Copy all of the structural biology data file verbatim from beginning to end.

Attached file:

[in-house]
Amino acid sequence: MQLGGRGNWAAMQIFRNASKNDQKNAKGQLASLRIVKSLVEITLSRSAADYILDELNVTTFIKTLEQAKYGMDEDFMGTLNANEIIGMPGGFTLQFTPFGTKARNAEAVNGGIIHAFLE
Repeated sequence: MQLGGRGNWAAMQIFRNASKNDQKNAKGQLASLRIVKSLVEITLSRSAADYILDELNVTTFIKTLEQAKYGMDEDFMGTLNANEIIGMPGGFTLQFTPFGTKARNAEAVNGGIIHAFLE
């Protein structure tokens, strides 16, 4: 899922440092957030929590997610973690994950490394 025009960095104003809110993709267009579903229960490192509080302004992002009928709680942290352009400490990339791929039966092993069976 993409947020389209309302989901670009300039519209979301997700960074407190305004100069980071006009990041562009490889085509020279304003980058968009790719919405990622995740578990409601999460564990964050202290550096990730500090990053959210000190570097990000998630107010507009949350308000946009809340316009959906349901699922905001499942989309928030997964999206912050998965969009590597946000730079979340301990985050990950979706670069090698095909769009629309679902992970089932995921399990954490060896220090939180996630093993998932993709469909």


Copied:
[in-house]
Amino acid sequence: MQLGGRGNWAAMQIFRNASKNDQKNAKGQLASLRIVKSLVEITLSRSAADYILDELNVTTFIKTLEQAKYGMDEDFMGTLNANEIIGMPGGFTLQFTPFGTKARNAEAVNGGIIHAFLE
Repeated sequence: MQLGGRGNWAAMQIFRNASKNDQKNAKGQLASLRIVKSLVEITLSRSAADYILDELNVTTFIKTLEQAKYGMDEDFMGTLNANEIIGMPGGFTLQFTPFGTKARNAEAVNGGIIHAFLE
């Protein structure tokens, strides 16, 4: 899922440092957030929590997610973690994950490394 025009960095104003809110993709267009579903229960490192509080302004992002009928709680942290352009400490990339791929039966092993069976 993409947020389209309302989901670009300039519209979301997700960074407190305004100069980071006009990041562009490889085509020279304003980058968009790719919405990622995740578990409601999460564990964050202290550096990730500090990053959210000190570097990000998630107010507009949350308000946009809340316009959906349901699922905001499942989309928030997964999206912050998965969009590597946000730079979340301990985050990950979706670069090698095909769009629309679902992970089932995921399990954490060896220090939180996630093993998932993709469909």